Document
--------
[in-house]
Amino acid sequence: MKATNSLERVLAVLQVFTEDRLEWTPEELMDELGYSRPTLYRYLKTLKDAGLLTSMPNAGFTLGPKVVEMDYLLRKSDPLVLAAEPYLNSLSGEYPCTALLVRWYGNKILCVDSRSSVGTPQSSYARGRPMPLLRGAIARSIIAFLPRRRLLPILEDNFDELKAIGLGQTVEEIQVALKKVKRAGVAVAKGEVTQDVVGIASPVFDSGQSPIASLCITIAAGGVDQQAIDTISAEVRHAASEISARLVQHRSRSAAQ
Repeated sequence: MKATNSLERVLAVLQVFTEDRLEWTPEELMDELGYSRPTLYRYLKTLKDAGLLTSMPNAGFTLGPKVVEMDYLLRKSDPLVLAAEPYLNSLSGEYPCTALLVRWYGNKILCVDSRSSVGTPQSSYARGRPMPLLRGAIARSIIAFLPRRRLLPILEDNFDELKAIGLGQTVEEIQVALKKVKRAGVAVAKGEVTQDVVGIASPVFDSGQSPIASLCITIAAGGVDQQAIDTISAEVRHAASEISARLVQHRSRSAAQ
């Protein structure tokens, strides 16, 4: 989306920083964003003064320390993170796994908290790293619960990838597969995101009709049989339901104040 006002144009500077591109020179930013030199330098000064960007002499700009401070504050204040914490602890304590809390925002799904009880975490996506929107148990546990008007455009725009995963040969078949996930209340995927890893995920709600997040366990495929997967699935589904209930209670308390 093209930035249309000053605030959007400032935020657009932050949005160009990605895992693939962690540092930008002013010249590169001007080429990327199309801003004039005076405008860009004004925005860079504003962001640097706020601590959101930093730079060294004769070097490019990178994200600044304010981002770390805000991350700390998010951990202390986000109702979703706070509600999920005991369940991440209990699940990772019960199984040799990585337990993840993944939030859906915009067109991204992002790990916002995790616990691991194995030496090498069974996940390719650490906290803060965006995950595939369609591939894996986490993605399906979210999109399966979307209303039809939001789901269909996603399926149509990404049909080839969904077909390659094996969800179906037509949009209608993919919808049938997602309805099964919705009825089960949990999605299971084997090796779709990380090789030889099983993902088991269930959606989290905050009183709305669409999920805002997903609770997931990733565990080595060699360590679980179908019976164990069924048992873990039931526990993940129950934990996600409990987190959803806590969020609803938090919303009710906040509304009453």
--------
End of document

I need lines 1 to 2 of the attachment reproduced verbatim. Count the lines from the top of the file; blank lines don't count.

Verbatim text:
[in-house]
Amino acid sequence: MKATNSLERVLAVLQVFTEDRLEWTPEELMDELGYSRPTLYRYLKTLKDAGLLTSMPNAGFTLGPKVVEMDYLLRKSDPLVLAAEPYLNSLSGEYPCTALLVRWYGNKILCVDSRSSVGTPQSSYARGRPMPLLRGAIARSIIAFLPRRRLLPILEDNFDELKAIGLGQTVEEIQVALKKVKRAGVAVAKGEVTQDVVGIASPVFDSGQSPIASLCITIAAGGVDQQAIDTISAEVRHAASEISARLVQHRSRSAAQ